Code:
    std::string Stack::pop()
    {  
    	
    	node *ptr, *ptr2 = NULL;
    
                    //empty
    	if (start == NULL ){
    		return "";
    	}
    
    	//more items
    	for (ptr = start ; ptr->next != NULL ;ptr=ptr->next){
    		ptr2=ptr;
    		cout << "ptr2: " << ptr2->data << endl;
    		cout << "ptr: " << ptr->data << endl;
    	}
      
    	std::string ans = ptr->data;
    		
    
    	return ans;
    	delete ptr;
    
    }

    thanks.
    Maybe it's because you didn't listen to the warning that the compiler should have been screaming at you about an unreachable code path. How can it get to the delete ptr; statement if you have a return right before it?
    "I am probably the laziest programmer on the planet, a fact with which anyone who has ever seen my code will agree." - esbo, 11/15/2008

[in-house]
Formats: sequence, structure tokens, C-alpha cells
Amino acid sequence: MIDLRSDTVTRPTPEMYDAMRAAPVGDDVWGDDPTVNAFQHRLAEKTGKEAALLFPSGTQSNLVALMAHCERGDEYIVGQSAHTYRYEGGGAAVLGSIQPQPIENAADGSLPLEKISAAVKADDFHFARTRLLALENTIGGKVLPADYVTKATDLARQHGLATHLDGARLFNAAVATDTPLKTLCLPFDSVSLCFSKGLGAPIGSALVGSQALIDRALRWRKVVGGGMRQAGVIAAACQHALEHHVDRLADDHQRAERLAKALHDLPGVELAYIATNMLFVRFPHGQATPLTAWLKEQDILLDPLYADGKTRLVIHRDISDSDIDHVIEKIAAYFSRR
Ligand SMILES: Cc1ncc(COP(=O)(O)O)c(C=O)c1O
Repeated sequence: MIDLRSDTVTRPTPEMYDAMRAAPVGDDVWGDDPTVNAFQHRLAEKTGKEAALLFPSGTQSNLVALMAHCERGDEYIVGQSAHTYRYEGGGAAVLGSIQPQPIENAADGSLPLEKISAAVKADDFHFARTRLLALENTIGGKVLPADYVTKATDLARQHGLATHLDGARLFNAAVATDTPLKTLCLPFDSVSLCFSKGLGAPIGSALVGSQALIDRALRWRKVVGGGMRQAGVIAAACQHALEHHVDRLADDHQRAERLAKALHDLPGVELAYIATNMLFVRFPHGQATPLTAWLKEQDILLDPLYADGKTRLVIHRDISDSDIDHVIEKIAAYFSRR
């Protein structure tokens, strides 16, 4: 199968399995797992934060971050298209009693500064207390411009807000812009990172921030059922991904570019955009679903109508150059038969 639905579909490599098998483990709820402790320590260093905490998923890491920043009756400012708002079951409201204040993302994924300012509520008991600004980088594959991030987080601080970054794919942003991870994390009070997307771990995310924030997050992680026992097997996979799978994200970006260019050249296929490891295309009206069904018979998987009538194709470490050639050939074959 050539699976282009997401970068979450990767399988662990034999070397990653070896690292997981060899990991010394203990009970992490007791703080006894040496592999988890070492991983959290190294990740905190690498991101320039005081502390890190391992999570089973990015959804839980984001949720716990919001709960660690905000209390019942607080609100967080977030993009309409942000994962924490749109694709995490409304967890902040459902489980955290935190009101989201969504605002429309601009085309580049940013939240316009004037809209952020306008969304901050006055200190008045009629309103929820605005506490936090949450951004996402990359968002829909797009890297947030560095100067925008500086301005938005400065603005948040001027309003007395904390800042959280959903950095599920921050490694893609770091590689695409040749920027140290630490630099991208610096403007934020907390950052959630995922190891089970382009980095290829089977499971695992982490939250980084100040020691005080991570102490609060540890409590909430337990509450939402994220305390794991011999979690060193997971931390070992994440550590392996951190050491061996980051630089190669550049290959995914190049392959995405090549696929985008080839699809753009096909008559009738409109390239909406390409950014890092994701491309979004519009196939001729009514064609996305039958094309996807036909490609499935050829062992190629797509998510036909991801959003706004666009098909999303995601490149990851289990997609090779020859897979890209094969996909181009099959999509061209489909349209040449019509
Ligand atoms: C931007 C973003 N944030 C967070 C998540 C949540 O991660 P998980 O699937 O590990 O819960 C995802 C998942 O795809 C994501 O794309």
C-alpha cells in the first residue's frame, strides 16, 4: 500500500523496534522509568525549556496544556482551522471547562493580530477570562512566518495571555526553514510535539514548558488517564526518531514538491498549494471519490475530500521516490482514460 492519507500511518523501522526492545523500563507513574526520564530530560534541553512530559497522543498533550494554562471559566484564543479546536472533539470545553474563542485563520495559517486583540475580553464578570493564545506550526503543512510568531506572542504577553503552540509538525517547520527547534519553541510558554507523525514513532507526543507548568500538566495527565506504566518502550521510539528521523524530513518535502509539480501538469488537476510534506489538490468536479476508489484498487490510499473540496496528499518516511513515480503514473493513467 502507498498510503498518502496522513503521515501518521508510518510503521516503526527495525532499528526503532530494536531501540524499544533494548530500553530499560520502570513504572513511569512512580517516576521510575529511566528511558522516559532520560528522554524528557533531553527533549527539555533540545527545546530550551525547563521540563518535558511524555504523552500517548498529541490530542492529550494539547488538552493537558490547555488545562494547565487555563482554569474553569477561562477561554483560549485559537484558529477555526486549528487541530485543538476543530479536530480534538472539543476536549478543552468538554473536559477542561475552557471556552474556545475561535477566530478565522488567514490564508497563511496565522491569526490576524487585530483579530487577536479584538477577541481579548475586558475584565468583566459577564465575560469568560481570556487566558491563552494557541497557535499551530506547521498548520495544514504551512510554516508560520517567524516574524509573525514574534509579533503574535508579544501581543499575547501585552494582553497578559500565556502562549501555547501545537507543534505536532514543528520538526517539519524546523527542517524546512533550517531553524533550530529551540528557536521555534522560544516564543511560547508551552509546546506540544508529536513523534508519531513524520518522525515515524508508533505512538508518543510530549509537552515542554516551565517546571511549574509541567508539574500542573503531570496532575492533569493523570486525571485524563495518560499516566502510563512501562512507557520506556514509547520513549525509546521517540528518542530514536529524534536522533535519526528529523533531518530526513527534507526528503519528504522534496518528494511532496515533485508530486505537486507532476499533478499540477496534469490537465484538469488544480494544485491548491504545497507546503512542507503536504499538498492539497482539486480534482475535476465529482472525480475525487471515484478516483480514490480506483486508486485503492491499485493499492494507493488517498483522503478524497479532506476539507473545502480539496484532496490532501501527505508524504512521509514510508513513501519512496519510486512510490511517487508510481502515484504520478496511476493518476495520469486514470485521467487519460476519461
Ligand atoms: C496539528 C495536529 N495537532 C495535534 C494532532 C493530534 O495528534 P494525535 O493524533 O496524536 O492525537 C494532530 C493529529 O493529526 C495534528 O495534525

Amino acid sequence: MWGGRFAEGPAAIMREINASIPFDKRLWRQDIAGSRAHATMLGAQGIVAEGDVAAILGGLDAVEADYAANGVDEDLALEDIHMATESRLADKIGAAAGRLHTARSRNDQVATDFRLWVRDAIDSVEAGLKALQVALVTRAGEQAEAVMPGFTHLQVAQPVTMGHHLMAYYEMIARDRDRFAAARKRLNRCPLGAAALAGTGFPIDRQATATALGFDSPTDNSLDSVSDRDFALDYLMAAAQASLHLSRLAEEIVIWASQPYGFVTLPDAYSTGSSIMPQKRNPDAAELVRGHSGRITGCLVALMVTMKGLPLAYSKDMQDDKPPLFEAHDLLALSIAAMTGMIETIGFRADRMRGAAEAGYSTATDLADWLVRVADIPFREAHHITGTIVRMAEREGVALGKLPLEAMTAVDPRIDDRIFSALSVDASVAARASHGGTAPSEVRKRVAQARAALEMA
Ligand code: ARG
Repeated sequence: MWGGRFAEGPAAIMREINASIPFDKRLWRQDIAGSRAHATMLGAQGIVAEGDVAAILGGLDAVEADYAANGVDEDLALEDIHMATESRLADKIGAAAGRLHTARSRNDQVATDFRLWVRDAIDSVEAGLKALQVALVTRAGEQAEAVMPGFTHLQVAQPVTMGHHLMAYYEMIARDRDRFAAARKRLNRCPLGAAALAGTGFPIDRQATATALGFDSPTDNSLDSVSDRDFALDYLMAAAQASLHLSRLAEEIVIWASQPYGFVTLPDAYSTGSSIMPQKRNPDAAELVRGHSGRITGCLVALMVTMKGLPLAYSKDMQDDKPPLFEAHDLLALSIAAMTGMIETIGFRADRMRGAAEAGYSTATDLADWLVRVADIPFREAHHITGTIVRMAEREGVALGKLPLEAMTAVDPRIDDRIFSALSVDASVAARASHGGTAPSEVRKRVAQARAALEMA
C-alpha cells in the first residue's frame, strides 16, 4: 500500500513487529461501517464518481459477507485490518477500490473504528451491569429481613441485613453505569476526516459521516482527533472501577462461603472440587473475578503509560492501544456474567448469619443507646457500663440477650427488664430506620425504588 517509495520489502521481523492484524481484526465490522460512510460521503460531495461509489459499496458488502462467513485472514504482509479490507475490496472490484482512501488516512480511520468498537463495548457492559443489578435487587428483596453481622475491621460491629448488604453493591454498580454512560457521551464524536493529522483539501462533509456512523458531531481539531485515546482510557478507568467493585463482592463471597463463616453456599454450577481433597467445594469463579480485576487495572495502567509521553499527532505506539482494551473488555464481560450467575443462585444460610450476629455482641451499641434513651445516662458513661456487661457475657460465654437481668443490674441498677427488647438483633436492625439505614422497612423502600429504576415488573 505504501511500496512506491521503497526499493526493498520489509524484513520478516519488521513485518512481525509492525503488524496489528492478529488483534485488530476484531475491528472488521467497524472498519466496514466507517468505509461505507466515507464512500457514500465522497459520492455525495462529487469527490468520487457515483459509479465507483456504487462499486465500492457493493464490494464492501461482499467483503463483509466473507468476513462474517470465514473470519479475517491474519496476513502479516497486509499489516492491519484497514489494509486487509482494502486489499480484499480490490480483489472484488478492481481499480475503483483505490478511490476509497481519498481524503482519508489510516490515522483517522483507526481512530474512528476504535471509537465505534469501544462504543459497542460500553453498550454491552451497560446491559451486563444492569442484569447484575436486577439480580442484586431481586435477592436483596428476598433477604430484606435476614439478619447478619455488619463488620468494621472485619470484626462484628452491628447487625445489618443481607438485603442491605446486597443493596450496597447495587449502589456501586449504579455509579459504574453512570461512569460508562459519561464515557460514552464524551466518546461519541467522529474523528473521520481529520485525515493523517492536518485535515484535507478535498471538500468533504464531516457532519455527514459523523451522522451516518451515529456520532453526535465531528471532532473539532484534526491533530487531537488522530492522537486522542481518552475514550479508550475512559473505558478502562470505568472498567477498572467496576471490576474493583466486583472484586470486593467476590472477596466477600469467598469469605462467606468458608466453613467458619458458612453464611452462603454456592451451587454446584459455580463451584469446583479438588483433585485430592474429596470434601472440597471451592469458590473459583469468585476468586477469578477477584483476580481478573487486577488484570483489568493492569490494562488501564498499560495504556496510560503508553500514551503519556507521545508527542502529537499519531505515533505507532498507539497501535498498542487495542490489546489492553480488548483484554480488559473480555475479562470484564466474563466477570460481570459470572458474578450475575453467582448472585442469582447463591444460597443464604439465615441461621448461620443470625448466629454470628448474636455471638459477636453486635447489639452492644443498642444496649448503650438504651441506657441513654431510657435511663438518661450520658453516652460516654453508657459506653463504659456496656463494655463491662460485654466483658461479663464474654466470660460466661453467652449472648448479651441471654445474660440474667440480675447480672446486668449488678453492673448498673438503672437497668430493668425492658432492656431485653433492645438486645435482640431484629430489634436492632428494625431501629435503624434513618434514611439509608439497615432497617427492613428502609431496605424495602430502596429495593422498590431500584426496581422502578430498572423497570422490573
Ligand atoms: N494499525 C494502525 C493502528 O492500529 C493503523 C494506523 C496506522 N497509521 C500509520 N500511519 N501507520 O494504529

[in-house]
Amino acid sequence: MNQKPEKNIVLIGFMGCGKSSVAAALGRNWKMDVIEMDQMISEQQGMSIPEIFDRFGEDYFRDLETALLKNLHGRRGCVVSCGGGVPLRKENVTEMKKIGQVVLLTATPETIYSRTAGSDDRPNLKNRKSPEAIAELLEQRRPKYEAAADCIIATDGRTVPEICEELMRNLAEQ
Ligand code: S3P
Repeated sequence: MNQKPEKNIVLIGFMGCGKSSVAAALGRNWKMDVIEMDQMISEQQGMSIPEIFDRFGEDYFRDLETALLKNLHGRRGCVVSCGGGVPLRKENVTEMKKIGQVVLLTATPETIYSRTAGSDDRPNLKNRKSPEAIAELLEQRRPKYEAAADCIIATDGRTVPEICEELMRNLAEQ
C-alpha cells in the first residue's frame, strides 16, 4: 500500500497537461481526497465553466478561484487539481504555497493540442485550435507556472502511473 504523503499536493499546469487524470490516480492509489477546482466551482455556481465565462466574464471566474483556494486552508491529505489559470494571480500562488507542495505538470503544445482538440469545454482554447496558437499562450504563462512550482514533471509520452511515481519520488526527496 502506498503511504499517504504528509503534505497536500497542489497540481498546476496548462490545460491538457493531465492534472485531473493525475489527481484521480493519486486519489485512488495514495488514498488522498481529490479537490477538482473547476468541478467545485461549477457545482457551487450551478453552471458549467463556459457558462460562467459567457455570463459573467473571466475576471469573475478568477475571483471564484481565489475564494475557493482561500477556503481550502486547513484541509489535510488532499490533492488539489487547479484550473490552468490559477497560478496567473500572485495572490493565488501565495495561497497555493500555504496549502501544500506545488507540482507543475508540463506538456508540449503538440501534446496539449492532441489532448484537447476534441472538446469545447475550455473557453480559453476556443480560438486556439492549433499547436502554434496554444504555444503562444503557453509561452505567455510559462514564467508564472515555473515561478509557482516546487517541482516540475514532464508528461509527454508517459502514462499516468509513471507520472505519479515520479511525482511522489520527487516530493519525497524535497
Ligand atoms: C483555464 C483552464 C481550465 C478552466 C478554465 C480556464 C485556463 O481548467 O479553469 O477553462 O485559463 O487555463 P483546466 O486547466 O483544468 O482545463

"the internet is a scary place to be thats why i dont use it much." - billet, 03/17/2010

  3. #3
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    but i tried to return after the delete.it didnt work because of memory leak.to think of that,it does makes because if i did that means im trying to something that doesnt exist..correct me if im wrong...

    plus,i didnt receive any errors or warnings....

  4. #4
    and the hat of sweating
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    If you're using Visual C++, change to Warning Level 4 in the project settings. If you're using gcc, use the -Wall compiler flag.